Despite those intervention efforts, Smith’s performance reviews did not markedly improve. After a formal observation on February 19, 2010, Jochems found Smith needed improvement in several areas, including methods of teaching, student involvement, and management. (Def.’s Ex. 80.) Jochems attached a detailed written report of her observation with a concluding remark that “[t]he pace of the lesson and what little was accomplished in one hour is alarming.” (Id.) At a post-observation conference three days later, Jochems gave Smith a mid-year rating of unsatisfactory. (Def.’s Ex. 81.) Jochems noted that Smith showed “some improvement” in the areas of planning, assessment and record keeping, and timely IEP completion, but also critiqued Smith for deficiencies in developing “a balanced approach to teaching American Sign Language and the Standards of Learning Curriculum at a pace that allows the children to reasonably advance.” (Id.) Jochems also criticized Smith for not developing her students’ reading abilities and creating tension with colleagues. (Id.) Due to these deficiencies, Jochems did not recommend the renewal of Smith’s contract. (Id.) A week later, the Loudoun Schools superintendent informed Smith by letter that he did not plan to recommend her contract be renewed. (Def.’s Ex. 82.)
After receiving the evaluation and the superintendent’s letter, Smith filed a rebuttal to Jochems’s February observations. The main contention of this letter was that Jochems failed to understand the requirements of teaching students to read English and speak ASL in the same lesson. (Pl.’s Ex. 36.) Smith also suggested that the interpreter Jochems was using likely misinterpreted her, leading to misevaluation. (Id.) To refute Jochems’s critique that the students were underperforming, Smith wrote “I am disappointed that the observer failed to understand the children’s progress or ability to comprehend stories . . . . I am evaluated negatively because the children are exhibiting behavior that causes them not to complete their tasks, when in fact, their behaviors demonstrate how much they have progressed in their language.” (Id.)
This brings the timeline to April 2010. Unbeknownst to the FHR administration, Smith submitted a charge of discrimination to the Equal Employment Opportunity Commission (“EEOC”) in January 2010. (Def.’s Ex. 114.) Because of an administrative error, the EEOC did not receive the charge until April 1, 2010. (Id.) Smith filed a second EEOC charge on April 2, 2010, alleging that Defendant terminated her because of her disability. (Def.’s Ex. 115.) These two charges were forwarded to Loudoun Schools’ counsel, the risk management supervisor, and another defense attorney on April 7 and April 12, respectively. (Def.’s SOF ¶¶ 67, 70.) There is no evidence that anyone in the administration at FHR ever knew about the EEOC charges until this lawsuit was filed. (Jochems Depo. at 190.)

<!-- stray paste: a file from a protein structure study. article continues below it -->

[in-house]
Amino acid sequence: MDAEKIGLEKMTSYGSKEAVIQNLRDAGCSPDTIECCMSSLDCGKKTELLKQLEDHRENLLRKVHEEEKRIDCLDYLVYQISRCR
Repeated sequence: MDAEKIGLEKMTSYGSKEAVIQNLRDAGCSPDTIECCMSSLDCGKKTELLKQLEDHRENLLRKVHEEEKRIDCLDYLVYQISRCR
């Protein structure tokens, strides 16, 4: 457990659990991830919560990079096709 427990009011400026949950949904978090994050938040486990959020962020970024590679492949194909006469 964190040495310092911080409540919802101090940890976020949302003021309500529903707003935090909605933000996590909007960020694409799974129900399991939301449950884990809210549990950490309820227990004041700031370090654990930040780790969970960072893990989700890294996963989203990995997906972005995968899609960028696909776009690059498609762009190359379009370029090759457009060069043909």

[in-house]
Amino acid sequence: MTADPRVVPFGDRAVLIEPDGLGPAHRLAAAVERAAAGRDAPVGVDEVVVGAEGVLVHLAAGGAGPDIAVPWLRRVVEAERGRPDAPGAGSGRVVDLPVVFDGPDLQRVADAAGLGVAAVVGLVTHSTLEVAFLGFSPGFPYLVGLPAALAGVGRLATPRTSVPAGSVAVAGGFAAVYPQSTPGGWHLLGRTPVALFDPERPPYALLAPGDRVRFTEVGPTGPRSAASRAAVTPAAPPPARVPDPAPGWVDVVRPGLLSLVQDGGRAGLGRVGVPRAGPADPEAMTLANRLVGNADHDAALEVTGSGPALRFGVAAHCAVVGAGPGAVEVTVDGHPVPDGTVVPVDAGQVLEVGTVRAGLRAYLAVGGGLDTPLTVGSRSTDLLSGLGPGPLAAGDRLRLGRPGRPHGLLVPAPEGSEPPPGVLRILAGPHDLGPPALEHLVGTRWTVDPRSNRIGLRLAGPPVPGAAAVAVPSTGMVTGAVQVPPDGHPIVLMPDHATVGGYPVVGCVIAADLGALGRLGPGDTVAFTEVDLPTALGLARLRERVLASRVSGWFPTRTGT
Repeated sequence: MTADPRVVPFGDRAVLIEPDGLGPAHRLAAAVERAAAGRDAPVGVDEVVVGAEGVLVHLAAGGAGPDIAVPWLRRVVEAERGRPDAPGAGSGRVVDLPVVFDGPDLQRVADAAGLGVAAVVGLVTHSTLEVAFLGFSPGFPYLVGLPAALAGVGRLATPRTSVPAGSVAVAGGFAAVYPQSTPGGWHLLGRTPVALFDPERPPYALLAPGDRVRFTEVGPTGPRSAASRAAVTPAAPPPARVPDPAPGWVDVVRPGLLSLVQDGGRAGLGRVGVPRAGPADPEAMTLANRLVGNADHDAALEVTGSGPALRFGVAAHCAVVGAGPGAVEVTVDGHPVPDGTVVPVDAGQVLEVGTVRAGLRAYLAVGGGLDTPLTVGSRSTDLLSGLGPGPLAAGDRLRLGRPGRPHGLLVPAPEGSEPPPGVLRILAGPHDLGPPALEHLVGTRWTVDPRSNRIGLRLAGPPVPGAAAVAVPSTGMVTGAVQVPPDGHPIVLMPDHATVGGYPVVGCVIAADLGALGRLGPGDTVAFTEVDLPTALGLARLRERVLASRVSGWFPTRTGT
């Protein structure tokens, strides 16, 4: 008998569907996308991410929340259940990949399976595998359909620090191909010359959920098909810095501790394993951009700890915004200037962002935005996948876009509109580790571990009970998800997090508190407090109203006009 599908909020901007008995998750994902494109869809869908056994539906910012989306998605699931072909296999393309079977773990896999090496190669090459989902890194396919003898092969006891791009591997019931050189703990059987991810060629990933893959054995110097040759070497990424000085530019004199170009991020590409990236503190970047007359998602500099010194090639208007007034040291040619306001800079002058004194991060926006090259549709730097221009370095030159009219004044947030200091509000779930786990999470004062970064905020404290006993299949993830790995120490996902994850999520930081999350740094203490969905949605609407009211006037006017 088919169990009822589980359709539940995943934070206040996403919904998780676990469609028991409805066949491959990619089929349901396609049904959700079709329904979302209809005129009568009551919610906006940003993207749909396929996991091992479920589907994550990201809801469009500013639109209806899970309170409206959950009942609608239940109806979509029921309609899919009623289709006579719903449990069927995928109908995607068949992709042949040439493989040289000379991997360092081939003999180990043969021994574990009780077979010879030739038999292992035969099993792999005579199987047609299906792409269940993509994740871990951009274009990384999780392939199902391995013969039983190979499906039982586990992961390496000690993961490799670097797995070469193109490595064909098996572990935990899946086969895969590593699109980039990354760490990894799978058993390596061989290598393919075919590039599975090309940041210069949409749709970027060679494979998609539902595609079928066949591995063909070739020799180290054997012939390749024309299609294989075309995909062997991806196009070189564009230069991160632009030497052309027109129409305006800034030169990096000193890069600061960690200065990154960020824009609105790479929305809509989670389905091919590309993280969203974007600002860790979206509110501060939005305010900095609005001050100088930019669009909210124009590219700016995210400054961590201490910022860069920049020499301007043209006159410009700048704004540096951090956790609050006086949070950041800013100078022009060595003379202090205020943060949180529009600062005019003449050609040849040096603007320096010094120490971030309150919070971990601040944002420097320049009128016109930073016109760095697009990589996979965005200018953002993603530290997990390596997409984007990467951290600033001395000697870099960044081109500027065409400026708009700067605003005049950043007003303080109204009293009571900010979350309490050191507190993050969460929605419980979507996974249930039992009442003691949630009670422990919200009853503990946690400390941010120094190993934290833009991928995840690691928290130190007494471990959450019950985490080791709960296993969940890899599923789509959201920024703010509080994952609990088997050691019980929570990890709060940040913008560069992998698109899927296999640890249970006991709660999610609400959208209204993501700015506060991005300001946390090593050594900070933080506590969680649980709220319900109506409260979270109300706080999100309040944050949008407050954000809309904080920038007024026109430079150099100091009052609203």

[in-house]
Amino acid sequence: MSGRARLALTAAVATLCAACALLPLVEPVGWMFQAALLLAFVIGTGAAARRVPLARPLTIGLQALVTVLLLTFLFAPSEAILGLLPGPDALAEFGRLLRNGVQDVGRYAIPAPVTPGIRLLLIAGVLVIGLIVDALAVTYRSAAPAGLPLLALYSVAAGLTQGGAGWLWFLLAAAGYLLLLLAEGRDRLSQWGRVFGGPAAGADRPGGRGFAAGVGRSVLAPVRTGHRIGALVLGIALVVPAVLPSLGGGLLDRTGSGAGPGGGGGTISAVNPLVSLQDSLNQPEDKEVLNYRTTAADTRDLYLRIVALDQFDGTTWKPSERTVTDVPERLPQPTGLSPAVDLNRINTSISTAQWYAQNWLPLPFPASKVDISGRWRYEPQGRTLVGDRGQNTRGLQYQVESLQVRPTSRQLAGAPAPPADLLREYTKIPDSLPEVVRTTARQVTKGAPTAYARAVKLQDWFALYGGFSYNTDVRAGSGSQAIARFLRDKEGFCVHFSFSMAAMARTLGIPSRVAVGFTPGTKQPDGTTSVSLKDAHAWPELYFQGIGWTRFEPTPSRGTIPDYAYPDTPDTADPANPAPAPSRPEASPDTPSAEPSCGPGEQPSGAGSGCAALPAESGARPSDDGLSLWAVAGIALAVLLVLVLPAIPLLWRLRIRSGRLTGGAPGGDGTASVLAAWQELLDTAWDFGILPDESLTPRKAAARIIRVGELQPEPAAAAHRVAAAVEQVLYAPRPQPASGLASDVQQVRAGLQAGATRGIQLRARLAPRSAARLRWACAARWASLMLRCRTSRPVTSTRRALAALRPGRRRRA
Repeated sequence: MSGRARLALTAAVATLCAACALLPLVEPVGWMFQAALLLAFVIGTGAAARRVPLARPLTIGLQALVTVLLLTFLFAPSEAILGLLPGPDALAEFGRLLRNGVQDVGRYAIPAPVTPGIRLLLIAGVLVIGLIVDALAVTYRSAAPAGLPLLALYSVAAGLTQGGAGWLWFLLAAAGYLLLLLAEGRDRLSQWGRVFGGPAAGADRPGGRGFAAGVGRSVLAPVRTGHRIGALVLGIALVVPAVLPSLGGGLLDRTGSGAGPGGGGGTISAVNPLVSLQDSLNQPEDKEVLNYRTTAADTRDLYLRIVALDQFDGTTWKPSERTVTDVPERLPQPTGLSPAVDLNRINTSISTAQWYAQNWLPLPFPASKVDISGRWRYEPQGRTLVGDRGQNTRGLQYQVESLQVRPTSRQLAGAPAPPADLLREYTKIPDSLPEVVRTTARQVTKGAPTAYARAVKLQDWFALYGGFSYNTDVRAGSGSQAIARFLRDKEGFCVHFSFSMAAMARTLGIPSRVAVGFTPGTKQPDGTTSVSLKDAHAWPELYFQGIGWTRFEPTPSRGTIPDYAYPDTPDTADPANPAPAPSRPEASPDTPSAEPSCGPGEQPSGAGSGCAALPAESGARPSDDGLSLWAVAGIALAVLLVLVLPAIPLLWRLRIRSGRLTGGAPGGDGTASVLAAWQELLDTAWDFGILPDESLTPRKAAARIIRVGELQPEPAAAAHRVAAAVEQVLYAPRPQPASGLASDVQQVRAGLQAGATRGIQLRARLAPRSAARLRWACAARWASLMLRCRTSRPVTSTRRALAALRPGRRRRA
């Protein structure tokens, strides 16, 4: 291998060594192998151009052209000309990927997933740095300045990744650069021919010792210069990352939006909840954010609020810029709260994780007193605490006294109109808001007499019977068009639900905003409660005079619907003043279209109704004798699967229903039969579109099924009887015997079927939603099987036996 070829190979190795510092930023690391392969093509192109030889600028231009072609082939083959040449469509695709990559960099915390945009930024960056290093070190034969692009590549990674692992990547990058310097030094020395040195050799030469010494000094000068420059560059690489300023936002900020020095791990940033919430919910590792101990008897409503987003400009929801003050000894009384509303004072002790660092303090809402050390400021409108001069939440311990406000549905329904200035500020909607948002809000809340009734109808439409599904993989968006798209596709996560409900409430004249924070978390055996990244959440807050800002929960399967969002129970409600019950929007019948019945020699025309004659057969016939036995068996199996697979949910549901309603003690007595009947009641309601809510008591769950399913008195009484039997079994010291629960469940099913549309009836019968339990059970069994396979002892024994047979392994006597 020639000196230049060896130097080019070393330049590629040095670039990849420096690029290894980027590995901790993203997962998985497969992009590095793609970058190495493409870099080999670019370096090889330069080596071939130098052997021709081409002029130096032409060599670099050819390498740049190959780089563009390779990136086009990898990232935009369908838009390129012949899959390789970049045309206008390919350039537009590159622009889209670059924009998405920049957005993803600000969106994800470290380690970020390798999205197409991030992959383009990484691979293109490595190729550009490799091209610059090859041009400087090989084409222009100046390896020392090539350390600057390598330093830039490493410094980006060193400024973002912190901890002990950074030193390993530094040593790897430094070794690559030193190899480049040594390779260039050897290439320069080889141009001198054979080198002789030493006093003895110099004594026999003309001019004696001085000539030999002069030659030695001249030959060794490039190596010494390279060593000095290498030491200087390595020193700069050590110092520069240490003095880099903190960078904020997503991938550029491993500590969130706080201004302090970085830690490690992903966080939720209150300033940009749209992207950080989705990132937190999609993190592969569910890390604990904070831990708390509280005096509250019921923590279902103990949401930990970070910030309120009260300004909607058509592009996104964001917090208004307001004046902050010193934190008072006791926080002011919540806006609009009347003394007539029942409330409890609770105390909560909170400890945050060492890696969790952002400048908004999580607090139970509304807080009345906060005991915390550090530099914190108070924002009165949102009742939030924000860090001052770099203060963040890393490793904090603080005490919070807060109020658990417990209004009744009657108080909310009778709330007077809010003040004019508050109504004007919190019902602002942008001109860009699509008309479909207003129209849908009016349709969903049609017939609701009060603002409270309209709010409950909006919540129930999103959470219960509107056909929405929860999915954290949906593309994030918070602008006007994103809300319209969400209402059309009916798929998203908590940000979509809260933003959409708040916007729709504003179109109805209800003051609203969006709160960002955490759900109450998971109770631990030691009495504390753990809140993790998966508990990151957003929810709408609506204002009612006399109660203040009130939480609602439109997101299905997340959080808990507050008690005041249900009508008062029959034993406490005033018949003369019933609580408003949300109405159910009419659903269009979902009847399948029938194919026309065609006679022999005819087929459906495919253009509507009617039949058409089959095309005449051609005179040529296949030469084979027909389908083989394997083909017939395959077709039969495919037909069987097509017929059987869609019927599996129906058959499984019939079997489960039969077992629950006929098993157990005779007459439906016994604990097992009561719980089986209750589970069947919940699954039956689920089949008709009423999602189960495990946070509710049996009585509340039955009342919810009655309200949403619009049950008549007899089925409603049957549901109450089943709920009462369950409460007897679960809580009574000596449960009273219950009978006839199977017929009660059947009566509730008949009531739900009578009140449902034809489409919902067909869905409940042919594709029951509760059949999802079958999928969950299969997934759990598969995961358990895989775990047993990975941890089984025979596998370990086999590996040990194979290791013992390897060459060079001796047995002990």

Also in April, Principal Jochems, after consultation with the director of special education, sent a letter to the superintendent recommending that Smith be immediately terminated. (Jochems Depo. Ex. 17; Jochems Depo. at 169.) The letter listed many new instances of misconduct that occurred after Smith’s February 2010 evaluation. First, Jochems cited four instances of “[o]ngoing and blatant insubordination.” (Jochems Depo. Ex. 17.) Those incidents included Smith unilaterally deciding to stop attending her required VGLA mentor meetings, suspiciously calling in sick for the same days that a leave request was denied, and several other disputes listed as email conversations. (Id.) Second, the letter accused Smith of creating a “hostile work environment that is impacting the children.” (Id.) This allegation included an incident when Smith allegedly attempted to slam a door in another employee’s face, which a third party witnessed. (Id.; Def.’s Exs. 86, 87.) Additionally, the letter noted that a consulting teacher would no longer work with Smith unless an administrator was present. (Jochems Depo. Ex. 17.) Third, the letter criticized Smith’s failure to meet deadlines, including missing five review and revision meetings, and issues involving the location of her VGLA binders. (Id.) Administrators learned three days after the letter that Smith had taken the binders home, in violation of state law and direct orders. (Jochems Depo. Ex. 69.) Instead of immediately firing Smith, the Superintendent sent a letter to her about two weeks later stating that he would recommend to the school board that her contract not be renewed another year. (Def.’s Ex. 107; Def.’s Ex. 111.)
There is little evidence that Smith disputed any of these allegations in 2010. Smith’s only contemporaneous rebuttal was a doctor’s note explaining her sick ...